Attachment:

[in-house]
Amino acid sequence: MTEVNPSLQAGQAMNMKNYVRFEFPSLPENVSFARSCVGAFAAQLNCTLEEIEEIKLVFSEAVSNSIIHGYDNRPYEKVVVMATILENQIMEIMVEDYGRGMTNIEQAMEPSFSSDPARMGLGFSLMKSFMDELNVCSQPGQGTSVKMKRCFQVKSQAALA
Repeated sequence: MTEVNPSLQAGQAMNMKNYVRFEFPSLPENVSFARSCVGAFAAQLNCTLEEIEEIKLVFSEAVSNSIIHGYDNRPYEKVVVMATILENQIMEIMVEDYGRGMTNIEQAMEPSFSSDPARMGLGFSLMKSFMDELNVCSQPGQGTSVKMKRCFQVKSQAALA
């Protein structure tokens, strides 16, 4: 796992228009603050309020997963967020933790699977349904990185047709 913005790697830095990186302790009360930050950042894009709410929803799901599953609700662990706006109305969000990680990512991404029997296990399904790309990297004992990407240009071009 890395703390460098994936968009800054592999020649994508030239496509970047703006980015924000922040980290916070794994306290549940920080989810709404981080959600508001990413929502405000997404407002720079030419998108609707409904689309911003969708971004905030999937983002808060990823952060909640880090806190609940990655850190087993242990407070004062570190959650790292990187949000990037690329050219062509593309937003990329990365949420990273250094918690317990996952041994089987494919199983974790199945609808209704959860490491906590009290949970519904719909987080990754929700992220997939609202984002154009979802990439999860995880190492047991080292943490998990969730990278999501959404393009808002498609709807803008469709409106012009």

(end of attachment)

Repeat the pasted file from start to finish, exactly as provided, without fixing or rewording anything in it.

[in-house]
Amino acid sequence: MTEVNPSLQAGQAMNMKNYVRFEFPSLPENVSFARSCVGAFAAQLNCTLEEIEEIKLVFSEAVSNSIIHGYDNRPYEKVVVMATILENQIMEIMVEDYGRGMTNIEQAMEPSFSSDPARMGLGFSLMKSFMDELNVCSQPGQGTSVKMKRCFQVKSQAALA
Repeated sequence: MTEVNPSLQAGQAMNMKNYVRFEFPSLPENVSFARSCVGAFAAQLNCTLEEIEEIKLVFSEAVSNSIIHGYDNRPYEKVVVMATILENQIMEIMVEDYGRGMTNIEQAMEPSFSSDPARMGLGFSLMKSFMDELNVCSQPGQGTSVKMKRCFQVKSQAALA
């Protein structure tokens, strides 16, 4: 796992228009603050309020997963967020933790699977349904990185047709 913005790697830095990186302790009360930050950042894009709410929803799901599953609700662990706006109305969000990680990512991404029997296990399904790309990297004992990407240009071009 890395703390460098994936968009800054592999020649994508030239496509970047703006980015924000922040980290916070794994306290549940920080989810709404981080959600508001990413929502405000997404407002720079030419998108609707409904689309911003969708971004905030999937983002808060990823952060909640880090806190609940990655850190087993242990407070004062570190959650790292990187949000990037690329050219062509593309937003990329990365949420990273250094918690317990996952041994089987494919199983974790199945609808209704959860490491906590009290949970519904719909987080990754929700992220997939609202984002154009979802990439999860995880190492047991080292943490998990969730990278999501959404393009808002498609709807803008469709409106012009």